Commodus denarius

A denarius of Commodus.

Some time after both emperors’ ascended, Annia Lucilla was betrothed to Lucius despite him formally being her uncle – as he was also adopted by Antoninus, but wasn’t biologically related to her. During the ceremonies, the Emperors made new provisions to support poor children, something akin to previous imperial foundations.
A New Roman Empire
This joint leadership was popular with the Romans, in part because both Emperors’ were direct and lacked the pomp of former rulers. They also earned favor by permitting free speech, something that had been lacking, with those who spoke out being subject to retribution.
Marcus then proceeded to breath new life into the empire, by replacing major officials. The first to change was the ab epistulis, or those in charge of the imperial correspondence. Next, one of Marcus’ former tutors, Lucius Volusius Maecianus was appointed prefect of the treasury, due to his experience as prefectural governor of Egypt. Finally, Gaius Aufidius Victorinus, Fronto’s son-in-law, was made governor of Germania Superior.
At Marcus’ accession to Emperor, Fronto returned from Cirta, and took up residence in his Roman townhouse. Although Fronto did not dare to write to the emperors directly, he did reflect on how the boy he had known had grown into a great leader, and remarked, ‘There was then an outstanding natural ability in you; there is now perfected excellence. There was then a crop of growing corn; there is now a ripe, gathered harvest. What I was hoping for then, I have now. The hope has become a reality.’
Aurelius and bread

Marcus Aurelius Distributing Bread to the People by Joseph-Marie Vien.

In these early days of his reign, a time when all things appeared to move smoothly and without any conflict, Marcus was able to embrace his philosophic nature. Coinage from the era is stamped with the euphemistic words ‘felicitas temporum‘ or ‘happy times’.
Changing Tides
Sadly, these easy days were to end all too soon. Late in 161 or early 162, the Tiber broke its banks and flooded much of Rome. This flooding took the lives of citizens and livestock alike, causing famine and disease to ravage the city. Marcus and Lucius turned their personal attention to the dire situation, and provided for the communities from the Roman granaries to ease their suffering.
Fonto was obviously pleased with his student’s actions, as he continued to write to Marcus throughout the early days of his reign. He also noticed that, with this new prominence of position, that Marcus might have been ‘beginning to feel the wish to be eloquent once more, in spite of having for a time lost interest in eloquence’, something Fronto was all too keen to assist with, but also reminded him of the differences between Marcus’ personal life and his public one.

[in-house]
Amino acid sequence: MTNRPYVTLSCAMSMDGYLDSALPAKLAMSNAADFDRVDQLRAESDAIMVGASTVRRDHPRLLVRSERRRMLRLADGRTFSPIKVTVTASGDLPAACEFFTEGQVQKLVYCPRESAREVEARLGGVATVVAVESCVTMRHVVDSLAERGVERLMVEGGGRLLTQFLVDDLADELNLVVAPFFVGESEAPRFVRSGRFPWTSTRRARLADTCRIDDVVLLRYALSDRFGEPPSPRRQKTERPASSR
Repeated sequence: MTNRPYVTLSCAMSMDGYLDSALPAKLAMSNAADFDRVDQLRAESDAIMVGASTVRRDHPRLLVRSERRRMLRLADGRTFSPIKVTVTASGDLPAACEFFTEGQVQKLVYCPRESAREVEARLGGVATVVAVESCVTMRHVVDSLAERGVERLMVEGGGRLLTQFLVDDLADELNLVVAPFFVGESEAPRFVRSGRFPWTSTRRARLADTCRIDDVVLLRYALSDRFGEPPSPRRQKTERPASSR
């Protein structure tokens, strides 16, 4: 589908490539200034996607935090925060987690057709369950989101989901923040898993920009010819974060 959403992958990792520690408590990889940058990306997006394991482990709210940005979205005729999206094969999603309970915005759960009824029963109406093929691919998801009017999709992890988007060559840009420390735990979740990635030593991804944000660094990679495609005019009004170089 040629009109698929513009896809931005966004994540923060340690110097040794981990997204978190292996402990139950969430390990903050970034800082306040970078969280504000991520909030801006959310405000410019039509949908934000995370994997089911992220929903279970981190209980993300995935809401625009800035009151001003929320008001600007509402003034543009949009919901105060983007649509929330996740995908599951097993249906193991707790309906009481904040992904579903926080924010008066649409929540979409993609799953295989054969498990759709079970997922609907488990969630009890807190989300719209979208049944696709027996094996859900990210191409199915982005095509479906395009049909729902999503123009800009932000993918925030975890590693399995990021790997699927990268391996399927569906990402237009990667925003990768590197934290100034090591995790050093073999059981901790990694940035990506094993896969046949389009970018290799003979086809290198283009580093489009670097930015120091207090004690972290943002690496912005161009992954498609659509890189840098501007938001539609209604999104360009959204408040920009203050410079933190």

As a teacher, Fronto could be no prouder of his pupil; Marcus was beloved by his subjects, he was proving to be a wise and capable emperor, and most of all, Marcus was as eloquent as his teacher could wish for. With Fronto’s words ‘Not more suddenly or violently was the city stirred by the earthquake than the minds of your hearers by your speech’, he commended his student’s rhetorical abilities when the Emperor addressed the Senate after an earthquake in Cyzicus. It was clear to all who heard his words: Marcus Aurelius was indeed the Emperor.

Tiberius: Great Emperor or Monster?

by February 28, 2020

Written by Edward Whelan, Contributing Writer, Classical Wisdom
Tiberius( 42 BC –37 AD) was the second Roman Emperor and one of its greatest. He was also a brilliant general. Yet, he is remembered today as a gloomy tyrant who was vey cruel. Tiberius was a very complex man and to this day he is something of an enigma.
The Early Life of Tiberius
The future Emperor was born to Tiberius Claudius Nero and Livia Drusilla of the ancient Claudian family. His father was a supporter of the Optimates and was opposed to the increasing power of Octavian (late Augustus). He was forced with his wife to flee for his life from the anger of Augustus but was eventually pardoned.
However, when Augustus saw Livia he fell in love with her, despite the fact that she was pregnant with her husband’s child. The first Emperor forced Tiberius’ father to divorce his mother.
The young Tiberius was at first raised by his father, but after he died he went to live in the home of his Stepfather Augustus. The strange family circumstances of the young Tiberius are blamed by many for his gloomy and suspicious temper.
Tiberius and Livia

Livia and her son Tiberius, AD 14–19, from Paestum, National Archaeological Museum of Spain, Madrid.

Tiberius’ Early Career
Augustus was very concerned about having a heir. From an early date Tiberius was regarded as a potential successor of the First Emperor. He entered public life under the direction of Augustus and was a fine orator and advocate. He soon was given a military command and proved to be a brilliant general. After service in the East, he was given command of several legions.